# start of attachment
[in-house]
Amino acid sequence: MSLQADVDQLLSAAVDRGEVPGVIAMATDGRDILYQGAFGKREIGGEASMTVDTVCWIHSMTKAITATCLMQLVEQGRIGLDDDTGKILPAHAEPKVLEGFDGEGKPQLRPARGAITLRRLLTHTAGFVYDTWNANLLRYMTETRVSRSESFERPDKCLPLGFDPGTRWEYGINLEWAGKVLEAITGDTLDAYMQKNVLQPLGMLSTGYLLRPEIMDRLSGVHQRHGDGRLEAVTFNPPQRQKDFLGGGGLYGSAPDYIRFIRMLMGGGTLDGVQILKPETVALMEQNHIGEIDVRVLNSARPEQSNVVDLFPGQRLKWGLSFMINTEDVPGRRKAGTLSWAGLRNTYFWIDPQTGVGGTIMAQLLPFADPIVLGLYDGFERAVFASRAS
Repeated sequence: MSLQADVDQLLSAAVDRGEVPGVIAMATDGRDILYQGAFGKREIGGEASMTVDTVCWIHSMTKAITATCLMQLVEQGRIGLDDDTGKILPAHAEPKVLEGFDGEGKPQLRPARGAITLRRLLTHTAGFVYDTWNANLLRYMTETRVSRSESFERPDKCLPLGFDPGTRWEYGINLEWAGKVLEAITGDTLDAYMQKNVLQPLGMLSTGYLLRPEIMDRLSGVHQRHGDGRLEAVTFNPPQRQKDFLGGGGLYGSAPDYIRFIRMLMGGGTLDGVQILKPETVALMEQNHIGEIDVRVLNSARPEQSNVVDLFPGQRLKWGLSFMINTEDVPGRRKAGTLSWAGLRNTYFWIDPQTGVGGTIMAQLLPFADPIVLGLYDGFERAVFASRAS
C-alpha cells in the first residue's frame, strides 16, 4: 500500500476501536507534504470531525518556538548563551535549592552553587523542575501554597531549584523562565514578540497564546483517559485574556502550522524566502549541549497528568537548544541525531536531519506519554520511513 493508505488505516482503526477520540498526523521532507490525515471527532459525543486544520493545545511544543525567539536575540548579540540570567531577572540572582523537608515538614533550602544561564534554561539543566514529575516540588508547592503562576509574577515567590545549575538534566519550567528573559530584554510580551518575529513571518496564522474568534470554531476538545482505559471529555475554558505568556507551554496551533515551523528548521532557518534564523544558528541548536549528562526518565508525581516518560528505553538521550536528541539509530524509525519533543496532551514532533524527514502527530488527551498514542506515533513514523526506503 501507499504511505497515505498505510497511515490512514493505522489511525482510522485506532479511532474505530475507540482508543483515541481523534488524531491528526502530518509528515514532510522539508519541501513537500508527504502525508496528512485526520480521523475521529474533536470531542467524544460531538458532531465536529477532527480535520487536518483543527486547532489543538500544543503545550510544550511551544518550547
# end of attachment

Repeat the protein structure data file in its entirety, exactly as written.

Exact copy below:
[in-house]
Amino acid sequence: MSLQADVDQLLSAAVDRGEVPGVIAMATDGRDILYQGAFGKREIGGEASMTVDTVCWIHSMTKAITATCLMQLVEQGRIGLDDDTGKILPAHAEPKVLEGFDGEGKPQLRPARGAITLRRLLTHTAGFVYDTWNANLLRYMTETRVSRSESFERPDKCLPLGFDPGTRWEYGINLEWAGKVLEAITGDTLDAYMQKNVLQPLGMLSTGYLLRPEIMDRLSGVHQRHGDGRLEAVTFNPPQRQKDFLGGGGLYGSAPDYIRFIRMLMGGGTLDGVQILKPETVALMEQNHIGEIDVRVLNSARPEQSNVVDLFPGQRLKWGLSFMINTEDVPGRRKAGTLSWAGLRNTYFWIDPQTGVGGTIMAQLLPFADPIVLGLYDGFERAVFASRAS
Repeated sequence: MSLQADVDQLLSAAVDRGEVPGVIAMATDGRDILYQGAFGKREIGGEASMTVDTVCWIHSMTKAITATCLMQLVEQGRIGLDDDTGKILPAHAEPKVLEGFDGEGKPQLRPARGAITLRRLLTHTAGFVYDTWNANLLRYMTETRVSRSESFERPDKCLPLGFDPGTRWEYGINLEWAGKVLEAITGDTLDAYMQKNVLQPLGMLSTGYLLRPEIMDRLSGVHQRHGDGRLEAVTFNPPQRQKDFLGGGGLYGSAPDYIRFIRMLMGGGTLDGVQILKPETVALMEQNHIGEIDVRVLNSARPEQSNVVDLFPGQRLKWGLSFMINTEDVPGRRKAGTLSWAGLRNTYFWIDPQTGVGGTIMAQLLPFADPIVLGLYDGFERAVFASRAS
C-alpha cells in the first residue's frame, strides 16, 4: 500500500476501536507534504470531525518556538548563551535549592552553587523542575501554597531549584523562565514578540497564546483517559485574556502550522524566502549541549497528568537548544541525531536531519506519554520511513 493508505488505516482503526477520540498526523521532507490525515471527532459525543486544520493545545511544543525567539536575540548579540540570567531577572540572582523537608515538614533550602544561564534554561539543566514529575516540588508547592503562576509574577515567590545549575538534566519550567528573559530584554510580551518575529513571518496564522474568534470554531476538545482505559471529555475554558505568556507551554496551533515551523528548521532557518534564523544558528541548536549528562526518565508525581516518560528505553538521550536528541539509530524509525519533543496532551514532533524527514502527530488527551498514542506515533513514523526506503 501507499504511505497515505498505510497511515490512514493505522489511525482510522485506532479511532474505530475507540482508543483515541481523534488524531491528526502530518509528515514532510522539508519541501513537500508527504502525508496528512485526520480521523475521529474533536470531542467524544460531538458532531465536529477532527480535520487536518483543527486547532489543538500544543503545550510544550511551544518550547